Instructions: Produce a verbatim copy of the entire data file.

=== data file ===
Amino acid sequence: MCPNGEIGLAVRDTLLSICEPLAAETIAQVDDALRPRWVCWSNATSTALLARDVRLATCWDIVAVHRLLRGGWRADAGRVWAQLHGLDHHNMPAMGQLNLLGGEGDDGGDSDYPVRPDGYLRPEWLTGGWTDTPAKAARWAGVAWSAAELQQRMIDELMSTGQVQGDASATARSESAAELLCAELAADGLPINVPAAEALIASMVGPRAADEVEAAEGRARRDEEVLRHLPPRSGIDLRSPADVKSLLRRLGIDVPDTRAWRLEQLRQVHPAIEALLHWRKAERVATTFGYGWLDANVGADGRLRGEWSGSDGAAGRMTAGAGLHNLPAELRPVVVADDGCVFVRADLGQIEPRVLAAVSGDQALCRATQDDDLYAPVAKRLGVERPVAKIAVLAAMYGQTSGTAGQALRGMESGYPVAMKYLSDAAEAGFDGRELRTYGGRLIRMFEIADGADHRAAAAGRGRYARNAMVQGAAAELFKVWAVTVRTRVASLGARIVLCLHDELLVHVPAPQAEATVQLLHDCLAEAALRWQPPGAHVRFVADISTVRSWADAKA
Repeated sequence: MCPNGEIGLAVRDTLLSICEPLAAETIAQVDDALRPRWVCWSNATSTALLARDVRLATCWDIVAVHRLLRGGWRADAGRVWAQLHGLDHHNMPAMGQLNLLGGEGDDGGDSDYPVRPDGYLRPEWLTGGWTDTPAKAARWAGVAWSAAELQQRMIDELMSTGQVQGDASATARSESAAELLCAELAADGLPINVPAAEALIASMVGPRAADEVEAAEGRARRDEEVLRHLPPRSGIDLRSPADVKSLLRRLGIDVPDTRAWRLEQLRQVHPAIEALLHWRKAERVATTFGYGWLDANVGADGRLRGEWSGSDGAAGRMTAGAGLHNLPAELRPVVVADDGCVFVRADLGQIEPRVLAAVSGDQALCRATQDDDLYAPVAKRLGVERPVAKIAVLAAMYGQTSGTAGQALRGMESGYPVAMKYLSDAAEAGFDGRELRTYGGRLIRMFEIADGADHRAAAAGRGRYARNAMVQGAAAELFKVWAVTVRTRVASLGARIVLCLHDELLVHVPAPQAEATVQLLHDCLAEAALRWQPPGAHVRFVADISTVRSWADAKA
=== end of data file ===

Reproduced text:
Amino acid sequence: MCPNGEIGLAVRDTLLSICEPLAAETIAQVDDALRPRWVCWSNATSTALLARDVRLATCWDIVAVHRLLRGGWRADAGRVWAQLHGLDHHNMPAMGQLNLLGGEGDDGGDSDYPVRPDGYLRPEWLTGGWTDTPAKAARWAGVAWSAAELQQRMIDELMSTGQVQGDASATARSESAAELLCAELAADGLPINVPAAEALIASMVGPRAADEVEAAEGRARRDEEVLRHLPPRSGIDLRSPADVKSLLRRLGIDVPDTRAWRLEQLRQVHPAIEALLHWRKAERVATTFGYGWLDANVGADGRLRGEWSGSDGAAGRMTAGAGLHNLPAELRPVVVADDGCVFVRADLGQIEPRVLAAVSGDQALCRATQDDDLYAPVAKRLGVERPVAKIAVLAAMYGQTSGTAGQALRGMESGYPVAMKYLSDAAEAGFDGRELRTYGGRLIRMFEIADGADHRAAAAGRGRYARNAMVQGAAAELFKVWAVTVRTRVASLGARIVLCLHDELLVHVPAPQAEATVQLLHDCLAEAALRWQPPGAHVRFVADISTVRSWADAKA
Repeated sequence: MCPNGEIGLAVRDTLLSICEPLAAETIAQVDDALRPRWVCWSNATSTALLARDVRLATCWDIVAVHRLLRGGWRADAGRVWAQLHGLDHHNMPAMGQLNLLGGEGDDGGDSDYPVRPDGYLRPEWLTGGWTDTPAKAARWAGVAWSAAELQQRMIDELMSTGQVQGDASATARSESAAELLCAELAADGLPINVPAAEALIASMVGPRAADEVEAAEGRARRDEEVLRHLPPRSGIDLRSPADVKSLLRRLGIDVPDTRAWRLEQLRQVHPAIEALLHWRKAERVATTFGYGWLDANVGADGRLRGEWSGSDGAAGRMTAGAGLHNLPAELRPVVVADDGCVFVRADLGQIEPRVLAAVSGDQALCRATQDDDLYAPVAKRLGVERPVAKIAVLAAMYGQTSGTAGQALRGMESGYPVAMKYLSDAAEAGFDGRELRTYGGRLIRMFEIADGADHRAAAAGRGRYARNAMVQGAAAELFKVWAVTVRTRVASLGARIVLCLHDELLVHVPAPQAEATVQLLHDCLAEAALRWQPPGAHVRFVADISTVRSWADAKA